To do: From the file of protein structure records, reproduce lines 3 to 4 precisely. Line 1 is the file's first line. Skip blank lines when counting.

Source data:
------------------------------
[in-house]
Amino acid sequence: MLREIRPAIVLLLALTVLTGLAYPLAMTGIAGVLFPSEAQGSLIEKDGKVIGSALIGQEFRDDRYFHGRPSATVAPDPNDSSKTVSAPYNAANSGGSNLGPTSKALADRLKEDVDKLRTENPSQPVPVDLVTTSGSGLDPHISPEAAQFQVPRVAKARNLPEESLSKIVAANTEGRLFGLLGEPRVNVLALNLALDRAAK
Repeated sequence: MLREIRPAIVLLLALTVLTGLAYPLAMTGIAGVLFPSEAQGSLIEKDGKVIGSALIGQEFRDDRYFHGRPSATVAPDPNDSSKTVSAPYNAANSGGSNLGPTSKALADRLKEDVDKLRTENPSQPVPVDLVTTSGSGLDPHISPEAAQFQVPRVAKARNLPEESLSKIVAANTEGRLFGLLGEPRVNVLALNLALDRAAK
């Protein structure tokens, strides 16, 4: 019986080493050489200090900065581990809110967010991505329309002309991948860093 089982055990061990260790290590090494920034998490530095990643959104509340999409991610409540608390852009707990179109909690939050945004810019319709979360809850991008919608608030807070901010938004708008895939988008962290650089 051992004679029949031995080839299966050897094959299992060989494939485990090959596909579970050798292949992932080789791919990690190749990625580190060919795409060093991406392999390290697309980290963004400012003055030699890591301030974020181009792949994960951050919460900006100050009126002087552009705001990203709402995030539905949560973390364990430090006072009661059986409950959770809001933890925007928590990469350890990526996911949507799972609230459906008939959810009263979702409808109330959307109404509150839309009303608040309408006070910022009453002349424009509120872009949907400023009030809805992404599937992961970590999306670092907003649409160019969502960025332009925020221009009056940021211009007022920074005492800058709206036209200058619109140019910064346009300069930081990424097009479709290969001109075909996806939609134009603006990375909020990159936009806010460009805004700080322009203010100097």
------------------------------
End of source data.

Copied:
Repeated sequence: MLREIRPAIVLLLALTVLTGLAYPLAMTGIAGVLFPSEAQGSLIEKDGKVIGSALIGQEFRDDRYFHGRPSATVAPDPNDSSKTVSAPYNAANSGGSNLGPTSKALADRLKEDVDKLRTENPSQPVPVDLVTTSGSGLDPHISPEAAQFQVPRVAKARNLPEESLSKIVAANTEGRLFGLLGEPRVNVLALNLALDRAAK
């Protein structure tokens, strides 16, 4: 019986080493050489200090900065581990809110967010991505329309002309991948860093 089982055990061990260790290590090494920034998490530095990643959104509340999409991610409540608390852009707990179109909690939050945004810019319709979360809850991008919608608030807070901010938004708008895939988008962290650089 051992004679029949031995080839299966050897094959299992060989494939485990090959596909579970050798292949992932080789791919990690190749990625580190060919795409060093991406392999390290697309980290963004400012003055030699890591301030974020181009792949994960951050919460900006100050009126002087552009705001990203709402995030539905949560973390364990430090006072009661059986409950959770809001933890925007928590990469350890990526996911949507799972609230459906008939959810009263979702409808109330959307109404509150839309009303608040309408006070910022009453002349424009509120872009949907400023009030809805992404599937992961970590999306670092907003649409160019969502960025332009925020221009009056940021211009007022920074005492800058709206036209200058619109140019910064346009300069930081990424097009479709290969001109075909996806939609134009603006990375909020990159936009806010460009805004700080322009203010100097």